### Abstract:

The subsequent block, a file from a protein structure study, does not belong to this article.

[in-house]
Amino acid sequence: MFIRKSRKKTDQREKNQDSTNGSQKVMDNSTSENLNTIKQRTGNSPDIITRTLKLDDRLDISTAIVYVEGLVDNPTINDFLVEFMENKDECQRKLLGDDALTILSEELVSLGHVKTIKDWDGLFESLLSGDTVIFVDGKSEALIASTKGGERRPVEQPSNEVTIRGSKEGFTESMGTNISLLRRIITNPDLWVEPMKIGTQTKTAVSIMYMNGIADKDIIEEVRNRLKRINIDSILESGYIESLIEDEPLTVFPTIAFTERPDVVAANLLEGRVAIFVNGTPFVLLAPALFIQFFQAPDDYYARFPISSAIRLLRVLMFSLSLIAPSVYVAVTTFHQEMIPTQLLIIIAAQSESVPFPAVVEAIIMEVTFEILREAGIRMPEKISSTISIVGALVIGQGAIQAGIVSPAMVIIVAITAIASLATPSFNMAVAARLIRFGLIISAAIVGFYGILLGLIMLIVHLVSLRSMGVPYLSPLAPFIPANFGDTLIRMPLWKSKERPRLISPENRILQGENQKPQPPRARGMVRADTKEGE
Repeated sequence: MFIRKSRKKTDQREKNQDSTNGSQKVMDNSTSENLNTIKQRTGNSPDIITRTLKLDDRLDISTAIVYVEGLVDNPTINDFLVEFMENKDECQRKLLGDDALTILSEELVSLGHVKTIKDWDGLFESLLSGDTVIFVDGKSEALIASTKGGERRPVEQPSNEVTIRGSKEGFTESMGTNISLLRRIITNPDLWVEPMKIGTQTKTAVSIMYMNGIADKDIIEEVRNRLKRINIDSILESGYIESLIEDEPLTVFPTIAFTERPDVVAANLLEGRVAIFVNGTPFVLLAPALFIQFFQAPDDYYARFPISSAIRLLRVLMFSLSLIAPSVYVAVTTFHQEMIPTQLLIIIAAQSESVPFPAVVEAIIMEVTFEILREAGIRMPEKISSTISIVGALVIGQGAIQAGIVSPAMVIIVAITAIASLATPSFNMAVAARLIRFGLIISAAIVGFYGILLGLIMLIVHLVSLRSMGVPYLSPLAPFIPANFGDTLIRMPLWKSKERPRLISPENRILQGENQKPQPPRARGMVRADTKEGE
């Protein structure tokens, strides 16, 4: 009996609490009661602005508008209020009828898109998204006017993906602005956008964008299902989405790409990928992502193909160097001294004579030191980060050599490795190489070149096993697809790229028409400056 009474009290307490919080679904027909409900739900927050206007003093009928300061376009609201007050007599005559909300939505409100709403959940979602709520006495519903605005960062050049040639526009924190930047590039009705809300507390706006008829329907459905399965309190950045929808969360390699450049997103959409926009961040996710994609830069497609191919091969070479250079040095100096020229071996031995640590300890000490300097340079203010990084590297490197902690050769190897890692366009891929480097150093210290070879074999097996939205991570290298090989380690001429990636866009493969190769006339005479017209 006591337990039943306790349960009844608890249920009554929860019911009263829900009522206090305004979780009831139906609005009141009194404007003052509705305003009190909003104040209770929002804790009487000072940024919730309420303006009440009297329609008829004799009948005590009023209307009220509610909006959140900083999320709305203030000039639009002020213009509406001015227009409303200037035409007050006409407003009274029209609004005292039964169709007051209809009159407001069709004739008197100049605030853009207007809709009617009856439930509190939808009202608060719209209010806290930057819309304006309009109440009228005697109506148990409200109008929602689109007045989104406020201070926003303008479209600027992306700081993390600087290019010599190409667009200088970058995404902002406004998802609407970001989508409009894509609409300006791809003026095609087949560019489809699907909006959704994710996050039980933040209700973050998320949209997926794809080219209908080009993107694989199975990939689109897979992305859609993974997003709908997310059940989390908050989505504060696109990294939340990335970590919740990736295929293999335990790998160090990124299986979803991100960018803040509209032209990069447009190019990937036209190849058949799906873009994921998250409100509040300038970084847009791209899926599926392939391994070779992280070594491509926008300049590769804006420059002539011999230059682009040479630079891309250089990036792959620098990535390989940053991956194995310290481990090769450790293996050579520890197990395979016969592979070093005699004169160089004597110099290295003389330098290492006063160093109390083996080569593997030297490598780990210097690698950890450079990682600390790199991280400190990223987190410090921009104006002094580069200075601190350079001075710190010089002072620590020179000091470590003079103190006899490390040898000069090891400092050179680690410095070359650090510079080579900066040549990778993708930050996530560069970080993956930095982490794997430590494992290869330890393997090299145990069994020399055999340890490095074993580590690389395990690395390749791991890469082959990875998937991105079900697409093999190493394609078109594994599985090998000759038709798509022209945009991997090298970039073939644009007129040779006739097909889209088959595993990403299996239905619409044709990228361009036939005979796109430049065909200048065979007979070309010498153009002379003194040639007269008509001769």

Isotropic shear-wave velocities from the Ekström/Dziewonski S20 global tomographic model and residual `crust-free' gravity are used to determine density-velocity relations for various mantle layers by inversion. The residual gravity field was obtained by subtracting the crustal density inhomogeneities from the observed surface gravity. The residual field is dominated by upper mantle signatures. As the effect of dynamic topography is also reduced from the gravity field before-hand, the gravity-seismic inversion is almost independent of the viscosity distribution within the Earth. There exists a reliable correlation between residual gravity and shear-wave velocities in the upper mantle under oceans but not under continents. This result supports the idea that lateral density variations in the oceanic upper mantle are mostly driven by the temperature distribution, while under the continents temperature- and composition-induced density anomalies are superimposed. The inversion is therefore restricted to the oceanic area and was done by a least-squares adjustment in the spatial domain. The density/velocity ratios obtained for the subcrustal layer (down to 75km) and for the deep part of the oceanic upper mantle (below 225km) are very close to the ones predicted from mineral physics analyses. However, for the oceanic layer from 75 to 225km depth, a significantly lower density/velocity ratio is obtained. This may be explained by a compositional layering: dry, partially depleted peridotite residuum underlain by `damp' fertile peridotite and separated by the G discontinuity at a depth of about 70km. For the mantle transition zone and for the lower mantle the results obtained are less reliable, but relative minima in the density/velocity ratio are found for the layers around the phase transition discontinuities and for the depth interval from about 900 to 1100km. Applying the adjusted velocity-to-density relations to the seismic tomography model, a mantle density distribution under the oceans is found which explains about 85 per cent of the longest-wave `crust-free' gravity field (degrees 1-5) and 70 per cent of the overall field up to degree 20, which was the limit of this investigation.